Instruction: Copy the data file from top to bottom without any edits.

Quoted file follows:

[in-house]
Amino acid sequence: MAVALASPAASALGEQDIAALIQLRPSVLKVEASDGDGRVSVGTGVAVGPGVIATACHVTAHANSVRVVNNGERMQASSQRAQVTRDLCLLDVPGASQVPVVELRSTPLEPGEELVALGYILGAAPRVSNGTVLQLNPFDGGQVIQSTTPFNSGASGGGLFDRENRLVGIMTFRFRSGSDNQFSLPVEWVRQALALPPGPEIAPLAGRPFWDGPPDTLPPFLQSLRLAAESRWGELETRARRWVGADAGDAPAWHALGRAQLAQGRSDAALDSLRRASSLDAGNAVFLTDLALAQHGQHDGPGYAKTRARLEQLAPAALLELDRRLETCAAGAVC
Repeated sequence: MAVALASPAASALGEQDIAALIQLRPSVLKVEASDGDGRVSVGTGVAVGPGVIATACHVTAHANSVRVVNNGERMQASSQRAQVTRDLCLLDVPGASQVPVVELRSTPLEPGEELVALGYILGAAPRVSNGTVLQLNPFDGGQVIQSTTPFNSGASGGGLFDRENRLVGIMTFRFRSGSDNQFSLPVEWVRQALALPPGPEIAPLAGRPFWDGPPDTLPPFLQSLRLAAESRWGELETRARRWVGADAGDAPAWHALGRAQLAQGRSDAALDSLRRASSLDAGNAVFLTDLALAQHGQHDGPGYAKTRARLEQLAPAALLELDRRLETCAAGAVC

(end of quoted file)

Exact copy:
[in-house]
Amino acid sequence: MAVALASPAASALGEQDIAALIQLRPSVLKVEASDGDGRVSVGTGVAVGPGVIATACHVTAHANSVRVVNNGERMQASSQRAQVTRDLCLLDVPGASQVPVVELRSTPLEPGEELVALGYILGAAPRVSNGTVLQLNPFDGGQVIQSTTPFNSGASGGGLFDRENRLVGIMTFRFRSGSDNQFSLPVEWVRQALALPPGPEIAPLAGRPFWDGPPDTLPPFLQSLRLAAESRWGELETRARRWVGADAGDAPAWHALGRAQLAQGRSDAALDSLRRASSLDAGNAVFLTDLALAQHGQHDGPGYAKTRARLEQLAPAALLELDRRLETCAAGAVC
Repeated sequence: MAVALASPAASALGEQDIAALIQLRPSVLKVEASDGDGRVSVGTGVAVGPGVIATACHVTAHANSVRVVNNGERMQASSQRAQVTRDLCLLDVPGASQVPVVELRSTPLEPGEELVALGYILGAAPRVSNGTVLQLNPFDGGQVIQSTTPFNSGASGGGLFDRENRLVGIMTFRFRSGSDNQFSLPVEWVRQALALPPGPEIAPLAGRPFWDGPPDTLPPFLQSLRLAAESRWGELETRARRWVGADAGDAPAWHALGRAQLAQGRSDAALDSLRRASSLDAGNAVFLTDLALAQHGQHDGPGYAKTRARLEQLAPAALLELDRRLETCAAGAVC